“Design is the process by which the politics of one world become the constraints on another. How are those constraints built? What are its effects on political life? To study the politics of infrastructure is to study the political ideas that get built into the design process, and the infrastructure’s impact on the political possibilities of the communities that engage it.” — Fred Turner, “Don’t Be Evil”
Inequity by design
Design is never neutral. The choices we make — as designers, strategists, researchers — have concrete impacts on the lives of people. While the aim of our work should be to understand and meet the needs of humans, too often the experiences we create benefit only a privileged subset of people. In some cases, our work actively perpetuates marginalization and exploitation.
We see the impact of design when technologies designed to combat human bias end up reflecting the same racist and sexist stereotypes that occur in the analog world. The system can only act according to the rules we create. Whether intentionally or not, inequity is there because we designed it to be there.
Inequity, though, is not just an algorithm problem. Consider an organization like Airbnb, founded by designers with human-centered design at its core. Much of the company’s design philosophy is built on a human-centric foundation of trust, transparency, and authenticity. In the early years of Airbnb, that meant featuring guest photos and names prominently on booking requests. CEO Brian Chesky stated, “Access is built on trust, and trust is built on transparency. When you remove anonymity, it brings out the best in people.”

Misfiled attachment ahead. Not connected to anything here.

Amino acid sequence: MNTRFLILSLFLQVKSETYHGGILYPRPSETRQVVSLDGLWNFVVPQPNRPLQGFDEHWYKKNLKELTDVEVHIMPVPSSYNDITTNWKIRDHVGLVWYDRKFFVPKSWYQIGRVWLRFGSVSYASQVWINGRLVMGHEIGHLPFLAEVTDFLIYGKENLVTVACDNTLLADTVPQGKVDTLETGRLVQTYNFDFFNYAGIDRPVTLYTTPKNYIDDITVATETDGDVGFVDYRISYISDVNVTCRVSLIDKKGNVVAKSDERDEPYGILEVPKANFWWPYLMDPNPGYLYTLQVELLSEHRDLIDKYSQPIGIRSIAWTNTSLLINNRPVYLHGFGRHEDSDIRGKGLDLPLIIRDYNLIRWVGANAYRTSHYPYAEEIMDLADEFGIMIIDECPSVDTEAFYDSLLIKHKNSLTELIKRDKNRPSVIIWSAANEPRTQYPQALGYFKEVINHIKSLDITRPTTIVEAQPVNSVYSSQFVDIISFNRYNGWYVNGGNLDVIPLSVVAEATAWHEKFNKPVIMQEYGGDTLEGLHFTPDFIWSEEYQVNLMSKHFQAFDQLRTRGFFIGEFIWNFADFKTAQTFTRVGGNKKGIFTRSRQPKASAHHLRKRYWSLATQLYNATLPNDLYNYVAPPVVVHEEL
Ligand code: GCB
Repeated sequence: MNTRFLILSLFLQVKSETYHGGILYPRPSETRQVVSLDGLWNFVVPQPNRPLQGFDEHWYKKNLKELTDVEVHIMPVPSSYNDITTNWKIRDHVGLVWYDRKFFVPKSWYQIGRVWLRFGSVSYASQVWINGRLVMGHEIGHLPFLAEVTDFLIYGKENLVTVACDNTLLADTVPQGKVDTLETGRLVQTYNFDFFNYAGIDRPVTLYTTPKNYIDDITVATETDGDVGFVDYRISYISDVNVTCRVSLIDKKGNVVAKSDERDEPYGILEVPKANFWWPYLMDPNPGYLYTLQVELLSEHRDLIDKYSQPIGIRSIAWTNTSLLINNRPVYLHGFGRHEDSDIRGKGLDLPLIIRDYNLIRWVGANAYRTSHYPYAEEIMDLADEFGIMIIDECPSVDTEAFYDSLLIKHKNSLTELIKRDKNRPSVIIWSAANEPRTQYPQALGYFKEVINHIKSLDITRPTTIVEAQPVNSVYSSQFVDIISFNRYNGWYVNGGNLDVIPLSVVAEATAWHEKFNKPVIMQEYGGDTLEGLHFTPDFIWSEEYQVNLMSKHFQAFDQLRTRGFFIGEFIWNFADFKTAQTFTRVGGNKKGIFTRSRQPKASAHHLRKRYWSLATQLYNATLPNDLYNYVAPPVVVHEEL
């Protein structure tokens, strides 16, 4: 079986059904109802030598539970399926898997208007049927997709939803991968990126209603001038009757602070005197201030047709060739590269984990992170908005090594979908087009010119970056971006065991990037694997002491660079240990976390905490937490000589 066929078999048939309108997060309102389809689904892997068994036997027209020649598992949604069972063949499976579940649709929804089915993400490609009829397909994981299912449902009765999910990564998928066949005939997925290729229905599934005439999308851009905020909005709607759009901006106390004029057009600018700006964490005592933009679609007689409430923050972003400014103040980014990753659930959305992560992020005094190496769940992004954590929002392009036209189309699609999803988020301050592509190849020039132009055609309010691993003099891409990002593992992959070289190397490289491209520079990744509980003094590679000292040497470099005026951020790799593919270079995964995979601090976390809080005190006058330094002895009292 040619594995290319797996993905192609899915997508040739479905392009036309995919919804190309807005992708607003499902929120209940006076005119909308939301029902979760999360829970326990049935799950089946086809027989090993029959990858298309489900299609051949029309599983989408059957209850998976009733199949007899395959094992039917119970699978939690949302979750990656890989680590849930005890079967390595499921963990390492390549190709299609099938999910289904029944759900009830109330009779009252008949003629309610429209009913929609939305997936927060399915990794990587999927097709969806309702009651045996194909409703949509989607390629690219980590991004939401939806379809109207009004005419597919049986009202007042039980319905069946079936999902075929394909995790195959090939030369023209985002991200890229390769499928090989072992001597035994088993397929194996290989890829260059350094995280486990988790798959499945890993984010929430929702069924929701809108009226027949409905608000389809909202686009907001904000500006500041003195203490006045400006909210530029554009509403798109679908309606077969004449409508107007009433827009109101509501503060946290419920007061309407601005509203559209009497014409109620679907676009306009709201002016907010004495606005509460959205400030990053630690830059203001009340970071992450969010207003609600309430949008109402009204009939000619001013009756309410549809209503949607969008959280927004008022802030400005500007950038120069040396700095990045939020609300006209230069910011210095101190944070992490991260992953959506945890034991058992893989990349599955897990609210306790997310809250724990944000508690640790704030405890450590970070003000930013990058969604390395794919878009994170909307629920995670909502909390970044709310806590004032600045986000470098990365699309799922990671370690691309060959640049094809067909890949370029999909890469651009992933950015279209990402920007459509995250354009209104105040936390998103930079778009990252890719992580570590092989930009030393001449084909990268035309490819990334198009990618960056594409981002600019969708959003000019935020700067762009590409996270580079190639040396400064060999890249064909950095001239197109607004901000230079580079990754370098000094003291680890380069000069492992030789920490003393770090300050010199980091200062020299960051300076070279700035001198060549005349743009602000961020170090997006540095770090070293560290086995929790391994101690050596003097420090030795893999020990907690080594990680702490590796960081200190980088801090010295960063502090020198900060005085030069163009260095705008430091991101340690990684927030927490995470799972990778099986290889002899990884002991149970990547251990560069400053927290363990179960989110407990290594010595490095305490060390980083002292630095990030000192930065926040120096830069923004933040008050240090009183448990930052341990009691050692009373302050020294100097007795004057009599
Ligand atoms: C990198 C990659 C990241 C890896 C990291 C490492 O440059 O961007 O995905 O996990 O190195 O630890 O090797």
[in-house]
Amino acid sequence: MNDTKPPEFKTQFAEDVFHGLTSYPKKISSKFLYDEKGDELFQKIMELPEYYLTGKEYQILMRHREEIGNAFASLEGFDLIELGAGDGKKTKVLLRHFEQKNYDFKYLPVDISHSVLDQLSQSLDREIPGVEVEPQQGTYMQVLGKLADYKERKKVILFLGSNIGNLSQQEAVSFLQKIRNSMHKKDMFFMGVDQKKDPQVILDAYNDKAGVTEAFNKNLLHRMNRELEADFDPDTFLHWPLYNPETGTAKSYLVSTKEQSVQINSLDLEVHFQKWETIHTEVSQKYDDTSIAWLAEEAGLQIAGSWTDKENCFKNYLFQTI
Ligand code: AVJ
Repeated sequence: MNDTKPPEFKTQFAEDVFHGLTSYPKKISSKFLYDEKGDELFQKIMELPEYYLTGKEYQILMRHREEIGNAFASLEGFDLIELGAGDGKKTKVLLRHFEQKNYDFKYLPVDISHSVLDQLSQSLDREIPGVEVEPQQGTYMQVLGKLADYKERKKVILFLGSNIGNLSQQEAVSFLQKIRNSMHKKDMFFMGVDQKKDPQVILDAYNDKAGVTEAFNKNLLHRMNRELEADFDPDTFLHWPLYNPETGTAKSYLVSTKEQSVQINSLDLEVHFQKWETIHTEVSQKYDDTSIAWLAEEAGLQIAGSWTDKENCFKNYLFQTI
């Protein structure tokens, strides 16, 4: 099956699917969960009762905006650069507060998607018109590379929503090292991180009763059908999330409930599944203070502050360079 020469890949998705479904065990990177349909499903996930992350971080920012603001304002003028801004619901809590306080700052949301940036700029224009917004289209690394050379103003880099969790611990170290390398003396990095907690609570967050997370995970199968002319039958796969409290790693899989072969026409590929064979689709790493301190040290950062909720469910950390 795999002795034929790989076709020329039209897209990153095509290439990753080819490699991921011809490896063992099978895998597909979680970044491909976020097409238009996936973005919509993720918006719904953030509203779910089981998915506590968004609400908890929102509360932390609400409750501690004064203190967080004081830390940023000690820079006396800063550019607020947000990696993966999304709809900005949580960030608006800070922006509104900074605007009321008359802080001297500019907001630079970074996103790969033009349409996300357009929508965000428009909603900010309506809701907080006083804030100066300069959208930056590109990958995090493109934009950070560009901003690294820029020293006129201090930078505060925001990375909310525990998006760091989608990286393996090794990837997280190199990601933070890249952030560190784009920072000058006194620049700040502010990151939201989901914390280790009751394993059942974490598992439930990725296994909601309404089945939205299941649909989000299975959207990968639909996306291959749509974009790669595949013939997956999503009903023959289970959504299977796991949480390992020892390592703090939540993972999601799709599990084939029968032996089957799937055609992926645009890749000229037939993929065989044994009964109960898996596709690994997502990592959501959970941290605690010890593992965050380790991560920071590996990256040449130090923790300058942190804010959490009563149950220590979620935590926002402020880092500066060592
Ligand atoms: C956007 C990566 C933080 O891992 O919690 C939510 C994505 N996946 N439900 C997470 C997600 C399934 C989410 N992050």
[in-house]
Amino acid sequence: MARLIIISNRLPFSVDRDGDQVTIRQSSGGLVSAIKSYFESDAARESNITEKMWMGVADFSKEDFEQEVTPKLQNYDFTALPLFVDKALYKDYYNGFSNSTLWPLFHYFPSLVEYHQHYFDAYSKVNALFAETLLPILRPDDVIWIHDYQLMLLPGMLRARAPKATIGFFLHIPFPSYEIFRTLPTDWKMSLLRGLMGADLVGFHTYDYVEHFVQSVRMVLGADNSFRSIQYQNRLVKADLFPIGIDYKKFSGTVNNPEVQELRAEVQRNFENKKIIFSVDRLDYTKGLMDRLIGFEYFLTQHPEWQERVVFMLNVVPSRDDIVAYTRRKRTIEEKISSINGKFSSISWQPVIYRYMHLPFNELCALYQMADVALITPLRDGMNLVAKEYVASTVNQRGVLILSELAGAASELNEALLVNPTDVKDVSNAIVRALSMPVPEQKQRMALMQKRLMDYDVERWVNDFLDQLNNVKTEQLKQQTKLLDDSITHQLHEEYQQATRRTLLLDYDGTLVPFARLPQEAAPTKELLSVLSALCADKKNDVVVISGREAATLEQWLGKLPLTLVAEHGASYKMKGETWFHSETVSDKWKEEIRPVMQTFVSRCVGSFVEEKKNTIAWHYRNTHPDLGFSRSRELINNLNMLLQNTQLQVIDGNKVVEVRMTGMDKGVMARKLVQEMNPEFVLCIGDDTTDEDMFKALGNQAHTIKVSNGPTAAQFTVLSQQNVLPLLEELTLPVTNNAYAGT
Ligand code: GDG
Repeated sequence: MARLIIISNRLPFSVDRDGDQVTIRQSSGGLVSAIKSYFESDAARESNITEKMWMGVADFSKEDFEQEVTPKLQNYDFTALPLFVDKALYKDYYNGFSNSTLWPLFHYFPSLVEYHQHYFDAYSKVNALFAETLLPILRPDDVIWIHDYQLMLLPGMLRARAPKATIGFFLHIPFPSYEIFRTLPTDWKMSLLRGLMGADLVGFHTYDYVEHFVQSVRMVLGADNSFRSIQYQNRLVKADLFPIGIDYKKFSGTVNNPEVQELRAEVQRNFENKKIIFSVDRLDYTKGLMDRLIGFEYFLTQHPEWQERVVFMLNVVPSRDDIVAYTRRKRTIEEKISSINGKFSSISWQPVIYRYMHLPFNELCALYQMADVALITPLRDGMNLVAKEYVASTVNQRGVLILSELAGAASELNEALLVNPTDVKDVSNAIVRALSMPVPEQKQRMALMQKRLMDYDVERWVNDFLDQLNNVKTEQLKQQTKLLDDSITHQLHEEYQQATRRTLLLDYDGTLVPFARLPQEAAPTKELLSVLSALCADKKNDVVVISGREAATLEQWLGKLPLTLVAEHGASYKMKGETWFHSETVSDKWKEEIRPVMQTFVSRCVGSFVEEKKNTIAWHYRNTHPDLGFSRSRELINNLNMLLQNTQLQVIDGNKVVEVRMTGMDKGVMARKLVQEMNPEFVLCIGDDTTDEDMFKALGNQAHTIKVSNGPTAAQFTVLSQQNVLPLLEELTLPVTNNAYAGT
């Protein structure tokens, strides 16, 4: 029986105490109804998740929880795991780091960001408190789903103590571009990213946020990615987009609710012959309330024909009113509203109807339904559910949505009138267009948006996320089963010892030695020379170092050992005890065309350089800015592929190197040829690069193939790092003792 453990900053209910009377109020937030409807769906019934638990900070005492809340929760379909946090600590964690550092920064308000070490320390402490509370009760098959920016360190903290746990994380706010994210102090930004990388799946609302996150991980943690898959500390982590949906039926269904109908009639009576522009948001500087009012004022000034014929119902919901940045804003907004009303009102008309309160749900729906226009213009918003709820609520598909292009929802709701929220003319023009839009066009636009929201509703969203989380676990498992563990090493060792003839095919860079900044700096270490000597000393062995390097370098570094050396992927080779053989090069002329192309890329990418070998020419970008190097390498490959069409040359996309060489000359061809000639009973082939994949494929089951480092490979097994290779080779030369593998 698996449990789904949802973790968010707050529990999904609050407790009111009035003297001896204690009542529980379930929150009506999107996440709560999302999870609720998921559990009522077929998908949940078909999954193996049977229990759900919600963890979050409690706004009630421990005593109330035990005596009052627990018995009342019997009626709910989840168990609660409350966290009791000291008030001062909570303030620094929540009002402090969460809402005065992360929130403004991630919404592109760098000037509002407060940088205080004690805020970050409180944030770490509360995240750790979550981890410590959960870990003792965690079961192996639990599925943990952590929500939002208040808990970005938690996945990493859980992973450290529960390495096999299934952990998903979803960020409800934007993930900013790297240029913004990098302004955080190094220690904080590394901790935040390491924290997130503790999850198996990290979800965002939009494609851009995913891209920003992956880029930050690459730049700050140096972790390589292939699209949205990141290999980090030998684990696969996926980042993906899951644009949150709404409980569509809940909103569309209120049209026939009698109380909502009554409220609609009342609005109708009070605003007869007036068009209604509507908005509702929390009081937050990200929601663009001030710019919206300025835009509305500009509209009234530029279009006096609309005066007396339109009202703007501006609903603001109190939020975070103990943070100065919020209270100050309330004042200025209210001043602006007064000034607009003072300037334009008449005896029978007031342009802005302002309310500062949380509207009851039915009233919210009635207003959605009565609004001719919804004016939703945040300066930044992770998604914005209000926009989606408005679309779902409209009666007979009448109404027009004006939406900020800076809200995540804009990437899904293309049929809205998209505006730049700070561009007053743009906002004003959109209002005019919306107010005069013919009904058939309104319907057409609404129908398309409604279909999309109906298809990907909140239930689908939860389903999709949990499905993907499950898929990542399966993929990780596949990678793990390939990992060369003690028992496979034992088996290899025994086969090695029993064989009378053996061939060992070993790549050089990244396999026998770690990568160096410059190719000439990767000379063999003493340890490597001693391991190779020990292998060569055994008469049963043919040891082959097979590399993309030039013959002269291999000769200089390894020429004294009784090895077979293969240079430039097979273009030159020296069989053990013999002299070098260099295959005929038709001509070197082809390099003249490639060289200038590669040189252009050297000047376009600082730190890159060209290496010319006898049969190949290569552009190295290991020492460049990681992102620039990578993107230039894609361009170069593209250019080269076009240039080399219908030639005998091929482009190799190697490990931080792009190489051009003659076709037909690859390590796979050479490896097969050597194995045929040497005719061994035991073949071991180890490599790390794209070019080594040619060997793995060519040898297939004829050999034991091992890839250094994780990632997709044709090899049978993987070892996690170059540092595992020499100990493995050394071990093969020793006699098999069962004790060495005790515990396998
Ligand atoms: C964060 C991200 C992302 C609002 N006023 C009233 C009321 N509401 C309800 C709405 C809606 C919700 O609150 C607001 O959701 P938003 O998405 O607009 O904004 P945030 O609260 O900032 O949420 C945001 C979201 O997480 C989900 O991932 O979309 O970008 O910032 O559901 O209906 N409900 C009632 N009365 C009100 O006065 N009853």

This approach worked well for a subset of Airbnb users, contributing to the company’s reputation as an organization committed to customer-centricity. Yet, there was growing evidence that design choices on Airbnb’s platform were enabling discrimination. The hashtag #AirbnbWhileBlack began trending. Quirtina Crittenden, the creator of the hashtag, shared a personal story of having multiple hosts reject her booking requests until she changed her profile photo and shortened her name to Tina. Other people began chiming in with similar stories — enough to prompt a 2015 research study that found guests with names assumed to be Black were roughly 16% more likely to be rejected than guests with names assumed to be white.
Brian Chesky and the other founders of Airbnb later stated that they hadn’t considered the potential for racial discrimination on Airbnb. They certainly didn’t intent to build discrimination into the platform. Nonetheless, discrimination took place.
Apathy vs. equity-driven action
The unpleasant truth is this: we have created the status quo. Much like algorithms mirror the bias already present within our society, our design practices continue to perpetuate systemic inequity. And if we truly want change, we cannot grow comfortable in our own apathy. We cannot simply sit back and say we’re not [racist/homophobic/ableist/etc.], expecting change to materialize out of thin air.